Hot Carrier Effects: the Programming Mechanism in FLASH Memory Cells

Byoungil Lee
March 21, 2007

(Submitted as coursework for AP272, Stanford University, Winter 2007)

Fig. 1: Sketch of HCE in a MOSFET [4].

Hot carrier effect is of great importance for the MOSFET operation since it is responsible for reliability issues especially in modern short channel devices. On the other hand, this effect is regarded as the programming mechanism in FLASH memory cells, which is a major non-volatile storage device nowadays. The net negative charge in the floating gate stored by injection of "hot carriers" changes the threshold voltage and this change is read as 1 or 0.

Fig. 1 [1] shows qualitative sketch of the hot carrier effect (HCE) in a n-MOSFET. The electrons are, first, accelerated to the critical velocity by the channel electric field (sometimes this is referred as "the carriers are heated", thus, they are called "hot carriers".). These high energy electrons yield impact ionization near the drain and generate hole-electron pairs. The secondary generated holes flow through the substrate (IBB) and cause voltage drop at the body. This voltage drop turns the parasitic BJT on. In the mean time, the hot electrons are injected into the gate oxide - they yield the gate current (IG), but some of them damage the Si-SiO2 interface generating surface sates, or they are trapped in the insulator. If the impact ionization near the drain is too intense, the parasitic BJT behavior would cause large Vth (threshold voltage) lowering, hence rapid increase in ICH and the device failure. We will discuss about how to model this carrier heating phenomenon and hot carrier injection into SiO2 briefly. For modeling of the impact ionization and substrate current, refer [2] and [3].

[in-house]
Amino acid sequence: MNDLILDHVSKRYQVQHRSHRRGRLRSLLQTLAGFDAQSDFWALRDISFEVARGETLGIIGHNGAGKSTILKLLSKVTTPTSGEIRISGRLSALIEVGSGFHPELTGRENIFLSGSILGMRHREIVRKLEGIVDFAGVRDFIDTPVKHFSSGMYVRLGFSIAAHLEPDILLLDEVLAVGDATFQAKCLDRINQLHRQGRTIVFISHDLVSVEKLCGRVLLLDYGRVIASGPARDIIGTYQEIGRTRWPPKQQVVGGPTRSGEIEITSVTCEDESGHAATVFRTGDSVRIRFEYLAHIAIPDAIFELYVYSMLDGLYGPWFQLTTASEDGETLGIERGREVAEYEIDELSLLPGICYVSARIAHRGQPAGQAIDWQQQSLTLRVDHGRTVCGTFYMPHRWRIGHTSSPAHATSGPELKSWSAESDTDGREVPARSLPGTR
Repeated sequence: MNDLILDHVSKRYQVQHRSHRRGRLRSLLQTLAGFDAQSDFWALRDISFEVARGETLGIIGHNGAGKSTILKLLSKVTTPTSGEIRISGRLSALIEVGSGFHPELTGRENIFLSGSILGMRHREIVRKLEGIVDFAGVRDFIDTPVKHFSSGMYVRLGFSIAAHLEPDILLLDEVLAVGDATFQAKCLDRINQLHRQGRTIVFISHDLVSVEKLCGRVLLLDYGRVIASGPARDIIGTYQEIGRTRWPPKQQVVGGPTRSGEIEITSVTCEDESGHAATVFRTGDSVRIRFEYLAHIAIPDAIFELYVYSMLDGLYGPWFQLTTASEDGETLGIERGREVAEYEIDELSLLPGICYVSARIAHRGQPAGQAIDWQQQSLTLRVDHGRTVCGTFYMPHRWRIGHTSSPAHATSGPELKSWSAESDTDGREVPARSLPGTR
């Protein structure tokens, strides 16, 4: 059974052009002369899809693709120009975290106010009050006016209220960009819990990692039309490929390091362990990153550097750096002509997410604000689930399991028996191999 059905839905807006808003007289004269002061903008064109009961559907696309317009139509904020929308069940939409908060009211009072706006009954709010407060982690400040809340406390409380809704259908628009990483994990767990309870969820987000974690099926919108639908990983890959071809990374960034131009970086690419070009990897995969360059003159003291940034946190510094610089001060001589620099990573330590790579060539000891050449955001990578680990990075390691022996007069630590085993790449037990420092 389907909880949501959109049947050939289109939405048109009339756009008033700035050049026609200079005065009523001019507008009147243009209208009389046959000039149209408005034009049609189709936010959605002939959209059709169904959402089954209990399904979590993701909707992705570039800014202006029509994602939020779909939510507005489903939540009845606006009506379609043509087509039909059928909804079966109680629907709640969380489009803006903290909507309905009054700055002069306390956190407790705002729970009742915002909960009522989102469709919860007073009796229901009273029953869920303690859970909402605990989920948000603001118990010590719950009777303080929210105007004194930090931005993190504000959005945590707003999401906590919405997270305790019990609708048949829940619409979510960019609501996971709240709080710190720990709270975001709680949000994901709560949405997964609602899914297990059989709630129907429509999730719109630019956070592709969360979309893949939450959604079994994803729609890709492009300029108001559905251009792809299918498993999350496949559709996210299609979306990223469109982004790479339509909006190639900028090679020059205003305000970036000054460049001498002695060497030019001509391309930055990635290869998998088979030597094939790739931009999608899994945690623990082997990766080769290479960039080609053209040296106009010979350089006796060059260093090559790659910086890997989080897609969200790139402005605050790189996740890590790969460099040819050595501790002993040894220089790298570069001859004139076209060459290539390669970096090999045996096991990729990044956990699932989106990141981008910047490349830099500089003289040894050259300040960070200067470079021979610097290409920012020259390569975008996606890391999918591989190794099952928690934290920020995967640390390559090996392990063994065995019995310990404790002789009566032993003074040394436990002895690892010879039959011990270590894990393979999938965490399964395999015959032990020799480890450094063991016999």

Simplified Models of Hot Carriers

In order to predict the distribution of hot carriers in a MOSFET, many simplified models have been derived because of the complexity and difficulty of solving the Boltzmann Transport Equation (BTE) directly. These simplified models mostly originates from the BTE, which is given by

where dr/dt is the electron group velocity and dk/dt is related to the electric field F by the classical Newtonian equation[1].

As the first step to build the simplified model for carrier heating, the simplest equation for calculating average kinetic energy (ω) is suggested from [2,3], ignoring generation-recombination and heat fluxes:

where ω0 = 3 q F(x) / 5,   λ0 = 5 νd τE / 3,   vd is the drift velocity and τE is the energy relaxation time. The energy relaxation length, &lambda:0, is a function of energy, but in practice it is adjusted to fit the experiment data, which is typically ~65-80nm for electrons and ~ 55-100nm for holes.

By integrating Eq.(2) along the current path, Δω(x) = ω(x) - ω1 can be solved as [1]:

where ω(0) = ω0 = 3 kB TL/2.

The second step of modeling "carrier heating" is to relate this calculated average energy with the shape of the distribution function. In [5] and [6], a simple and improved expression for the carrier distribution was suggested:

where Te can be approximately derived from the above Eq. (3) such that ω ≈ 3 kB Te / 2.

The parameters (ξ η, ν, λ0) that are used in these models are adjusted to fit the experiment data. These models have been used in the simulations of MOSFETs and Flash cells. However, for small devices (<100nm), more complicated models are required due to the non-local effects.